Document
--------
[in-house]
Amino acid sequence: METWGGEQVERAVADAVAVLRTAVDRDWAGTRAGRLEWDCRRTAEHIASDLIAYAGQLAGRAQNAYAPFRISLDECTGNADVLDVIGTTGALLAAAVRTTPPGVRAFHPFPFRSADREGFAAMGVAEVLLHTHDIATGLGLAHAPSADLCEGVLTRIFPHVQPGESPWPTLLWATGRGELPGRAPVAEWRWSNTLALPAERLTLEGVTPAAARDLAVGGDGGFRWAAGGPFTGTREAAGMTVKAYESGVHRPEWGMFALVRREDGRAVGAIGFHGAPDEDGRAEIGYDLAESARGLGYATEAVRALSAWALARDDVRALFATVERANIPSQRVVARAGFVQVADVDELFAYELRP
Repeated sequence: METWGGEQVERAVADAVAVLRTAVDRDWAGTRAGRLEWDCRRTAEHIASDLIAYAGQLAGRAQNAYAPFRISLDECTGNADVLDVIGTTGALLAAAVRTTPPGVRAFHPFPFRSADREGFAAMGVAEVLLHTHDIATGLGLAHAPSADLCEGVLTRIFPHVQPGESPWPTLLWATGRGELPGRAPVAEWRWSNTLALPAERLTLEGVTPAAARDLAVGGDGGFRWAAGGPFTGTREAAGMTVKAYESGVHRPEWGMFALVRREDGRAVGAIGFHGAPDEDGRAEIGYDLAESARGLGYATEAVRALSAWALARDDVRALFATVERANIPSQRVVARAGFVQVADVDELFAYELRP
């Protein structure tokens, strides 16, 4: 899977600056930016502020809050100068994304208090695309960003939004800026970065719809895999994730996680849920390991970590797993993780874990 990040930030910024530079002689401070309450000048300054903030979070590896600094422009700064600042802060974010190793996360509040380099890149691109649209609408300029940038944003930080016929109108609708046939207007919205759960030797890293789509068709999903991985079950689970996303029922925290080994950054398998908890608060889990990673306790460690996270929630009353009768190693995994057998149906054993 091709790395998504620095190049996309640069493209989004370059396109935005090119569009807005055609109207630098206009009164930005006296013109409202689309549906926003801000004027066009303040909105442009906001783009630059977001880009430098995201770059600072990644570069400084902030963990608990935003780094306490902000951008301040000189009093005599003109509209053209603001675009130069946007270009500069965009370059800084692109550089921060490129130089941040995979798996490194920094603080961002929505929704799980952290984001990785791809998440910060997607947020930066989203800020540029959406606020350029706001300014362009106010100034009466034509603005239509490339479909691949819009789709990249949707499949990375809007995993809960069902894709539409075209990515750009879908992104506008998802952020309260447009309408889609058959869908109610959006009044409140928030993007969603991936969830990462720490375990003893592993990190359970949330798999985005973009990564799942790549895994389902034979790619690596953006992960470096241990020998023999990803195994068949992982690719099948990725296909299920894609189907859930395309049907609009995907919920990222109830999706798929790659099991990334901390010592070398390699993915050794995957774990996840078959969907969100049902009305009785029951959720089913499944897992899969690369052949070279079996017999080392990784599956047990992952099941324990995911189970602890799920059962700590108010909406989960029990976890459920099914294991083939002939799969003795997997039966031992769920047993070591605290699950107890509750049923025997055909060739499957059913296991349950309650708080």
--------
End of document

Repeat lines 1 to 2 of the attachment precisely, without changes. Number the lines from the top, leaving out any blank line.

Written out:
[in-house]
Amino acid sequence: METWGGEQVERAVADAVAVLRTAVDRDWAGTRAGRLEWDCRRTAEHIASDLIAYAGQLAGRAQNAYAPFRISLDECTGNADVLDVIGTTGALLAAAVRTTPPGVRAFHPFPFRSADREGFAAMGVAEVLLHTHDIATGLGLAHAPSADLCEGVLTRIFPHVQPGESPWPTLLWATGRGELPGRAPVAEWRWSNTLALPAERLTLEGVTPAAARDLAVGGDGGFRWAAGGPFTGTREAAGMTVKAYESGVHRPEWGMFALVRREDGRAVGAIGFHGAPDEDGRAEIGYDLAESARGLGYATEAVRALSAWALARDDVRALFATVERANIPSQRVVARAGFVQVADVDELFAYELRP